Wednesday, 29 March 2017
Last updated 12 hours ago
Jan 23 2012 | 2:30pm ET
Event driven and equity long/short strategies performed best last week, as hedge funds lagged the S&P 500.
The investible hedge fund index added about 1.07% as of January 18 while the S&P 500 was up 4.01%, according to analyst Mary Ann Bartels in the latest Bank of America Merrill Lynch Hedge Fund Monitor. Macro strategies were the worst performers, adding 0.32%.
Bartels’ models showed market neutral funds sold market exposure to 8% from 10% net long last week. Equity long/short bought market exposure to 26% from 25% net long. “Macros bought USD, held commodities shorts steady, and added to their shorts in the S&P 500, NASDAQ 100 and 10-year Treasury futures. In addition, macros noticeably added to EAFE shorts and partially covered EM.”
Bartels pointed out in an earlier report that the correlation of all hedge fund strategies to the S&P500 has been elevated since June 2010. This, she says, may be partially explained “by the phenomenon of highly correlated stocks with the backdrop of European sovereign crisis and headline risks. However, with uniformly peaking correlation across different strategies, does the evidence suggest that too many hedge funds are chasing too few returns?”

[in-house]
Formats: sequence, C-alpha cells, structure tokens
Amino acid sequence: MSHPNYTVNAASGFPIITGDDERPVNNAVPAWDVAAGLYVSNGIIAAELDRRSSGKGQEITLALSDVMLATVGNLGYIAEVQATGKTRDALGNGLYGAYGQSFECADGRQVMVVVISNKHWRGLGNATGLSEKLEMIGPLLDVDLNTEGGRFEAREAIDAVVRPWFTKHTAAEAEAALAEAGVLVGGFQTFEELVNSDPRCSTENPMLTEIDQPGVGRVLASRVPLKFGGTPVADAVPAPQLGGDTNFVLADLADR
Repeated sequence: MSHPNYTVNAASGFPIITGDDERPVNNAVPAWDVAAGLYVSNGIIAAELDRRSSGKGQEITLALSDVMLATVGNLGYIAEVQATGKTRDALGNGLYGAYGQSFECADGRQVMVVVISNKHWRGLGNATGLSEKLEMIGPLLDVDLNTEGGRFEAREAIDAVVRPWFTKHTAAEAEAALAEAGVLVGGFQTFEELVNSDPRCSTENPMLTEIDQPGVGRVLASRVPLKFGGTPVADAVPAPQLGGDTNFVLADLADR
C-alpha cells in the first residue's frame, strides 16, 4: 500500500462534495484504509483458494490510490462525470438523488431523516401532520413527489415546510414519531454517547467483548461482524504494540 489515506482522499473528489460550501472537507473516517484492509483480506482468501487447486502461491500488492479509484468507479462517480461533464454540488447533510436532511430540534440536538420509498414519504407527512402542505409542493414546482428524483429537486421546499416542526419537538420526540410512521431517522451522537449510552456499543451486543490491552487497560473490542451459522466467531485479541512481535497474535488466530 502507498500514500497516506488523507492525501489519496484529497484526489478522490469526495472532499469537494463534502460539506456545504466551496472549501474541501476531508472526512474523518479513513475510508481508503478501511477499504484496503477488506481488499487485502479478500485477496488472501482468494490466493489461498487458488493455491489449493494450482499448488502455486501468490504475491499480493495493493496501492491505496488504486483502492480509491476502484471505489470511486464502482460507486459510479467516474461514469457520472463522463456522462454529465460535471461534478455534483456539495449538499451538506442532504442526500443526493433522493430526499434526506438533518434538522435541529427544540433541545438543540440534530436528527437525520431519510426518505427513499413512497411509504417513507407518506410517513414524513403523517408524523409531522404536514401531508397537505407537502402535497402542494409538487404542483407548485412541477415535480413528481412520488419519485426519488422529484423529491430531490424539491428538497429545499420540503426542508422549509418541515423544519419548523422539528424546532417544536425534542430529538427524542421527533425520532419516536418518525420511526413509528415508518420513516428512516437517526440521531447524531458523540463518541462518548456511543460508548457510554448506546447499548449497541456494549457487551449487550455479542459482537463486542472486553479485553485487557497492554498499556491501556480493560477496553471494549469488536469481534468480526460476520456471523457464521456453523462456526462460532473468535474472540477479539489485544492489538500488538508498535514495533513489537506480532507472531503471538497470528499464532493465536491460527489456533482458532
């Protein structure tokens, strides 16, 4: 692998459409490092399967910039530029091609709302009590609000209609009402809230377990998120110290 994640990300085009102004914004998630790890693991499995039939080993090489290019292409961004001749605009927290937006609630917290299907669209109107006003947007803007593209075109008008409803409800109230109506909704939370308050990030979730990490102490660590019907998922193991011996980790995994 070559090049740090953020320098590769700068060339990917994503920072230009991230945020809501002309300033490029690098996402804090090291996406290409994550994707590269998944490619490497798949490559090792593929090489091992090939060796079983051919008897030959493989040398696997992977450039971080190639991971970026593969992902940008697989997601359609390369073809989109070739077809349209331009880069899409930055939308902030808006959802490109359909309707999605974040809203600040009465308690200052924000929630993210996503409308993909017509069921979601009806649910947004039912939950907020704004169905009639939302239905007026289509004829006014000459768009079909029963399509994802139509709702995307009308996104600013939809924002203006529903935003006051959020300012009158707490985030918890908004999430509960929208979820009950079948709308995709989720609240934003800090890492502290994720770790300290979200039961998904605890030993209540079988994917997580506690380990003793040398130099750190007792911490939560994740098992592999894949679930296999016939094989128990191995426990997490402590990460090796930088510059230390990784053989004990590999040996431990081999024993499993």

This latest report says data to the end of 2011 shows correlation of macro and managed futures strategies has come back into normal range, although correlation for event driven, market neutral and long/short strategies remains elevated. In an earlier report, Bartels had crunched the data and come to the conclusion that correlation for macro and market neutral strategies follows a roughly eight-year cycle.
The Monitor highlights significant hedge fund moves across asset classes based on Commodity Futures Trading Commission data. Last week, large speculators aggressively bought Treasuries across the board l—30-, 10 and 2-years with 2-years entering a crowded net long.
On the agricultural front, large speculators were selling soybean and corn while adding slightly to their shorts in wheat, according to Bartels. Wheat remains in a crowded net short.
Speculators bought gold, silver, copper and platinum while holding steady palladium. In the energy sector, they bought crude, heating oil and gasoline while partially covering natural gas. Crude oil, says the BofAML report, is in a crowded long.
In the forex markets, speculators added to their record short euro position, held steady USD and marginally sold yen, leaving USD and yen in a crowded long.